75. GOD’S OWN COUNTRY- 3. Thalassery, Muzhappilangad & MAHE

It is 31st of December and we have planned to celebrate the New Year at Mahe which is a part of Union Territory of Puduchery but is surrounded by God’s Own Country. Before we reach Mahe we have two other places to visit within Kerala.

The first stop is a beach and a great novelty. Muzhanppilangad is called a Drive-In beach. Here you can drive your car on a 4 Kms long beach by paying Rs. 30/-. There is no time limit specified but there is speed limit of 20 Kmph. This is made possible by District Transport Police Commissioner’s order No. 420/16.

It is a pleasurable experience to drive 4 Kms. on the wet and firm sand by the sea and enjoy the breeze.


There is no extra charge for posing for photographs. Police however do make rounds in their jeep perhaps to enforce the speed limits.


At the southern end of the beach there are a few rocks close on the beach and the Hammer& Sickle can be seen there. The fishermen seem to be unfazed by the drivers and carry on their activities.

At the southern end it is an out and out fishermen’s beach.

The fish caught here use saloon cars for transport to the market.

The beach has some birdlife.

Thalassery Fort is the second stop stop. Thalassery was known in colonial times as Tellicherry and the British East India Company built a fort there in the year 1708. It was meant to be used to make the British presence in Malabar Coast firm in the face of opposition from native Kingdoms. This was achieved by 1792 when Tipu Sultan ceded the Malabar coast to the British. Compared to Bekal Fort and St. Agnelo Forts in Kannur district, this is a smaller one but was perhaps strategically more important, historically.

The fort has ‘dwarpals’, the sentries which are more often found on the gates of Hindu temples. Here they are very obviously Europeans, going by their dress and footwear.

The fort is located in the middle of Thalassery town and hence has many visitors. To the credit of Archaeological Survey of India, the fort is maintained clean and neat.

Behind the fort and closer to the sea you will find a nice little church perhaps built in the colonial times for the use of the fort’s occupants.


On the western side of the fort we found a Lighthouse which appears to have been abandoned.


Not far from there I found this curious metal object. I could not understand the reason(s) for it’s existence.


Could it be a sentry post? It has a roof. It is decorated, so it is not meant for prisoners. Just a decoration at the gate? but it is not at the front entrance either.

By lunchtime we hit Mahe or what is also called Mayyazhi. This used to be a French colony and we expect some good time on the New Year eve. There is none. It is total disappointment. The official celebrations organized by the District administration started at 5.30 pm and ended at 9.30 pm. They had invited a singer (solo) who sang like it is the end of the world, not the year.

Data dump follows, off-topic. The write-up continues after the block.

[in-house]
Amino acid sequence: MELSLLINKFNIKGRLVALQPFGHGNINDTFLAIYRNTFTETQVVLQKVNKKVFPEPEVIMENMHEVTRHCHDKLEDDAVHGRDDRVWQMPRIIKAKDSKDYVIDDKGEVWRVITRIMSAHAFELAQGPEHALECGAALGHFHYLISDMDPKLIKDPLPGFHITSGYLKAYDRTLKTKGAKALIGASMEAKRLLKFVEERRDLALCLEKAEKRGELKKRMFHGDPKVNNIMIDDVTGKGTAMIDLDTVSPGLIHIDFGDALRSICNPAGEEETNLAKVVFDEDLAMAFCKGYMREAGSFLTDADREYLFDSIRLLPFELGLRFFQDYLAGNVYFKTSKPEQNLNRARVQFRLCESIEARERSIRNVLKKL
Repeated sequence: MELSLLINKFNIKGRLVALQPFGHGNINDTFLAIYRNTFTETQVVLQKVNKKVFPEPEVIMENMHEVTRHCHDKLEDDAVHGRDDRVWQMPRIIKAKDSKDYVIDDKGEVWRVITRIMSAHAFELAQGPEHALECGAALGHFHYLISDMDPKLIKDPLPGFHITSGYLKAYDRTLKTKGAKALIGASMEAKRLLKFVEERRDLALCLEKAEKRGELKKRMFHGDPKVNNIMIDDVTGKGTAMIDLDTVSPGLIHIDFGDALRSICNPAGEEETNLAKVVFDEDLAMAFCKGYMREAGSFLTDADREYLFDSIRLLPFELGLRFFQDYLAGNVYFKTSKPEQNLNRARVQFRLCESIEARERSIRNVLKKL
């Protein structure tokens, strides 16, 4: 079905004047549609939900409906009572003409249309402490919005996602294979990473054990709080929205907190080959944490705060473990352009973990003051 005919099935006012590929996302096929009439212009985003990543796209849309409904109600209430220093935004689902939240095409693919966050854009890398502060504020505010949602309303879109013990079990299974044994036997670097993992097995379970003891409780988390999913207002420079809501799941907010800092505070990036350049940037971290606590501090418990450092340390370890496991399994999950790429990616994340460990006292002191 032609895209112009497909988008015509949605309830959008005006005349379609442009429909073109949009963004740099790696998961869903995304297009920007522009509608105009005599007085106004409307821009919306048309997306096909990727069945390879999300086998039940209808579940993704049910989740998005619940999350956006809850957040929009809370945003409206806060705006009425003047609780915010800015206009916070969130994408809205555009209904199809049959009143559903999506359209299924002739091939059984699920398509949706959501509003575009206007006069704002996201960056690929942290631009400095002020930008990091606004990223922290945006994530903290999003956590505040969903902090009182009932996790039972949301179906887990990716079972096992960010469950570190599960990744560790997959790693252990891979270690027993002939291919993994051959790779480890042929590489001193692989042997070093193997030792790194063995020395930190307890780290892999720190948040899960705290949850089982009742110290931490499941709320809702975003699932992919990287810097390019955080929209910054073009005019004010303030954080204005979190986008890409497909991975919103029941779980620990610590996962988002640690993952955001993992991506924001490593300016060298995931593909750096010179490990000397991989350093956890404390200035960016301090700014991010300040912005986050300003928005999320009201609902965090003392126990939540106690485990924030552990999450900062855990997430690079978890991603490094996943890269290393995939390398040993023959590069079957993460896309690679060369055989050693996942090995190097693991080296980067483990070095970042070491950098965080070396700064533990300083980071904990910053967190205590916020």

When you book a hotel for the 31st of December with a name like ‘Paris Residency’ in a past French Colony , with a facade like in the picture below you have some expectations.


What would you do if they tell you that their restaurant is closed!!!! Car parking is on the roadside and there are no good restaurants around!!! And that is exactly what they did.

We dont believe the hotel manager. There is something wrong here and we decide to walk around the place.

It is indeed a small place. I dont understand what the French gained by retaining this place so long. Currently  the only beneficiaries of its status as an Union Territory are the liquor vendors. For a population of 42000 ( 2011 Census),  this small town has 72 liquor outlets. Most of the consumers appears to be the motorists passing by and the people from surrounding areas of Kerala which has a partial prohibition in place.

There is a small park and a walkway along the creek or the river which meets the sea nearby. Not a real beach but OK for an evening walk.




There  is a Lighthouse on a small hillock by the side of the walkway. The visiting time was over by the time we reached there and hence had to take a picture from afar.


When we ask the hotel manager about the ‘French connection’, he says there is none here. No old buildings, no old houses or anything remotely French. I believe him now. The only thing he suggests we should have a look at is the Church which is located bang on the highway. It is a nice little chruch. It was late we did not have time to find out more about it.

There is a Bus-Stop shelter on the mian road which looks like from the colonial days but no. It is of more recent origins.


The best saloon for men in the Union Territory looks like this? well,  I could be wrong.


Disappointed, we walk towards our hotel ( with the restaurant closed) worried about possible starvation on our 33rd wedding anniversary. On the way we see a stall selling fish and we start salivating. We peep in.

Green mussels!!!!!!!!!!!!

I shout out with joy which is short-lived when the fish vendor says that they are not offered in the restaurants.As if sent by God the man to the left in the second picture above who has come to buy fish volunteers with some information. There is a restaurant at the end of the road, opposite the park which sometimes have them on the menu.God bless him.

Our joy returns when the restaurant confirms that they do have the mussels and also chicken Shwarma to go with it. We order some of both to be delivered to us at Paris Residency.

On the side of the walkway, there are some interesting inscriptions. One is about the story of  lovers Dasan and Chandrika who have now become dragonflies and live on the Velliyan Rock in the sea. I am sure they must be eating the Green mussels.


Text and Pictures : Suryakiran Naik


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